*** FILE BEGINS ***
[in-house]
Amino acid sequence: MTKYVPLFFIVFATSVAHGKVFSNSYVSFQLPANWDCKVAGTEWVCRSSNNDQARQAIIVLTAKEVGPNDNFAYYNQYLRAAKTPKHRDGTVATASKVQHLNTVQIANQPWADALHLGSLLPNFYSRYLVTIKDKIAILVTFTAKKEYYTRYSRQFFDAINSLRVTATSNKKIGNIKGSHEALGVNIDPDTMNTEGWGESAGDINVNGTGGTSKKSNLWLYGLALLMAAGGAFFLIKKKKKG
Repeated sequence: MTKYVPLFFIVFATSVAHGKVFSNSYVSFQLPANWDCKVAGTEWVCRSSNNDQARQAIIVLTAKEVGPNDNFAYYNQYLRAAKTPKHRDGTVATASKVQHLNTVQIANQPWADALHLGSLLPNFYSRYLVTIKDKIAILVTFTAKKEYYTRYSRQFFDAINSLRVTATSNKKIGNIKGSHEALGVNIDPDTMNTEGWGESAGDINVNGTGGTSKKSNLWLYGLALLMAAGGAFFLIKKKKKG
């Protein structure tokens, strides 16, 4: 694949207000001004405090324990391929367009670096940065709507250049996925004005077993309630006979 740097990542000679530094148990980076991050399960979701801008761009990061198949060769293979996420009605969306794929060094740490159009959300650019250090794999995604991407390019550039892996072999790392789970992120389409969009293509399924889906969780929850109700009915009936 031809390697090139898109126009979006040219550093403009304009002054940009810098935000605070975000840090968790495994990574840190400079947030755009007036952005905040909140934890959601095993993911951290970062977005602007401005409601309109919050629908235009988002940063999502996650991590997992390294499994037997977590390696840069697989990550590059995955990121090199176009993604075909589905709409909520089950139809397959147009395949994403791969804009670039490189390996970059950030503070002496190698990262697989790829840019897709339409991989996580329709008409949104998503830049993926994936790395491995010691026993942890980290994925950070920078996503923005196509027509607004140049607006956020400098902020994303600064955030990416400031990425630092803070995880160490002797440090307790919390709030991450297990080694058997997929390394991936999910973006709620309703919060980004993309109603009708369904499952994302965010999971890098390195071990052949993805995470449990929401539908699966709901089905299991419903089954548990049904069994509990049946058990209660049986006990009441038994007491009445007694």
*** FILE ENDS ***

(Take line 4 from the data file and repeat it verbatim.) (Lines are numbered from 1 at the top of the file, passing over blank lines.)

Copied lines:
């Protein structure tokens, strides 16, 4: 694949207000001004405090324990391929367009670096940065709507250049996925004005077993309630006979 740097990542000679530094148990980076991050399960979701801008761009990061198949060769293979996420009605969306794929060094740490159009959300650019250090794999995604991407390019550039892996072999790392789970992120389409969009293509399924889906969780929850109700009915009936 031809390697090139898109126009979006040219550093403009304009002054940009810098935000605070975000840090968790495994990574840190400079947030755009007036952005905040909140934890959601095993993911951290970062977005602007401005409601309109919050629908235009988002940063999502996650991590997992390294499994037997977590390696840069697989990550590059995955990121090199176009993604075909589905709409909520089950139809397959147009395949994403791969804009670039490189390996970059950030503070002496190698990262697989790829840019897709339409991989996580329709008409949104998503830049993926994936790395491995010691026993942890980290994925950070920078996503923005196509027509607004140049607006956020400098902020994303600064955030990416400031990425630092803070995880160490002797440090307790919390709030991450297990080694058997997929390394991936999910973006709620309703919060980004993309109603009708369904499952994302965010999971890098390195071990052949993805995470449990929401539908699966709901089905299991419903089954548990049904069994509990049946058990209660049986006990009441038994007491009445007694």